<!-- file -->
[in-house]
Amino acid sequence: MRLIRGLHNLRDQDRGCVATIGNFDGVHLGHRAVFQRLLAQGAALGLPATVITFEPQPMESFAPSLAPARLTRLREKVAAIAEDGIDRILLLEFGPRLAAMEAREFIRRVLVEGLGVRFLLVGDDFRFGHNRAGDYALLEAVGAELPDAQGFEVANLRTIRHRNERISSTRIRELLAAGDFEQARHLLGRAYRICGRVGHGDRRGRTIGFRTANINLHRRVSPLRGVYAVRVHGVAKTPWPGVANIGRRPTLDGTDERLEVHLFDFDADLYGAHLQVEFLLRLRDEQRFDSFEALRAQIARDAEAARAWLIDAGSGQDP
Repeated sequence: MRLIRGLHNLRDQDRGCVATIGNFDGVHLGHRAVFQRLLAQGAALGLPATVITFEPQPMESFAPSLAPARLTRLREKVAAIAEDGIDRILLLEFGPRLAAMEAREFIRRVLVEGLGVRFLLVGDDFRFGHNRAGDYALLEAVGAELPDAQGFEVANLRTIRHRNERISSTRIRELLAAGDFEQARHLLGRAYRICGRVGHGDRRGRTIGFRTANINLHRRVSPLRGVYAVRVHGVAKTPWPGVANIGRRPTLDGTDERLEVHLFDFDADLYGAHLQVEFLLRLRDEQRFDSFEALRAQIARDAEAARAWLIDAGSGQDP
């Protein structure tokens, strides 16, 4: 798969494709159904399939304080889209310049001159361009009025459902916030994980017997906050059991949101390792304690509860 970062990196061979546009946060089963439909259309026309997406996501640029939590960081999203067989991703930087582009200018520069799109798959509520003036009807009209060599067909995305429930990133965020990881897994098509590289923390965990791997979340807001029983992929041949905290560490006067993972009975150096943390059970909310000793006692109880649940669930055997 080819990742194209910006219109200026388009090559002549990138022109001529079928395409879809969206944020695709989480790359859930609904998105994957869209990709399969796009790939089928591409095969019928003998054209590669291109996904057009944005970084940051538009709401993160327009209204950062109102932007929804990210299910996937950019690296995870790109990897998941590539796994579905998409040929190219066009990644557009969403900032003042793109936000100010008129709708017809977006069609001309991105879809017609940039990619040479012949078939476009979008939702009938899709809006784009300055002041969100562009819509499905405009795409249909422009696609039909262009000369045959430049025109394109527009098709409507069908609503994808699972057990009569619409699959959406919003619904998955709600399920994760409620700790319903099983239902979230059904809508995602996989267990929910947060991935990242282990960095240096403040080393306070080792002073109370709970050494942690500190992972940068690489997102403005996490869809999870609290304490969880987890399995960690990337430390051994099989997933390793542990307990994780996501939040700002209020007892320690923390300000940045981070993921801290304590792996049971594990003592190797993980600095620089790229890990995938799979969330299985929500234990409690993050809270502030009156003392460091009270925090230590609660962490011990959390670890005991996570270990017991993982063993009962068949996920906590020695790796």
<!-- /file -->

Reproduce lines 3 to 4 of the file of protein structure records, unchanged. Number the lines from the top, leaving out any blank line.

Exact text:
Repeated sequence: MRLIRGLHNLRDQDRGCVATIGNFDGVHLGHRAVFQRLLAQGAALGLPATVITFEPQPMESFAPSLAPARLTRLREKVAAIAEDGIDRILLLEFGPRLAAMEAREFIRRVLVEGLGVRFLLVGDDFRFGHNRAGDYALLEAVGAELPDAQGFEVANLRTIRHRNERISSTRIRELLAAGDFEQARHLLGRAYRICGRVGHGDRRGRTIGFRTANINLHRRVSPLRGVYAVRVHGVAKTPWPGVANIGRRPTLDGTDERLEVHLFDFDADLYGAHLQVEFLLRLRDEQRFDSFEALRAQIARDAEAARAWLIDAGSGQDP
């Protein structure tokens, strides 16, 4: 798969494709159904399939304080889209310049001159361009009025459902916030994980017997906050059991949101390792304690509860 970062990196061979546009946060089963439909259309026309997406996501640029939590960081999203067989991703930087582009200018520069799109798959509520003036009807009209060599067909995305429930990133965020990881897994098509590289923390965990791997979340807001029983992929041949905290560490006067993972009975150096943390059970909310000793006692109880649940669930055997 080819990742194209910006219109200026388009090559002549990138022109001529079928395409879809969206944020695709989480790359859930609904998105994957869209990709399969796009790939089928591409095969019928003998054209590669291109996904057009944005970084940051538009709401993160327009209204950062109102932007929804990210299910996937950019690296995870790109990897998941590539796994579905998409040929190219066009990644557009969403900032003042793109936000100010008129709708017809977006069609001309991105879809017609940039990619040479012949078939476009979008939702009938899709809006784009300055002041969100562009819509499905405009795409249909422009696609039909262009000369045959430049025109394109527009098709409507069908609503994808699972057990009569619409699959959406919003619904998955709600399920994760409620700790319903099983239902979230059904809508995602996989267990929910947060991935990242282990960095240096403040080393306070080792002073109370709970050494942690500190992972940068690489997102403005996490869809999870609290304490969880987890399995960690990337430390051994099989997933390793542990307990994780996501939040700002209020007892320690923390300000940045981070993921801290304590792996049971594990003592190797993980600095620089790229890990995938799979969330299985929500234990409690993050809270502030009156003392460091009270925090230590609660962490011990959390670890005991996570270990017991993982063993009962068949996920906590020695790796």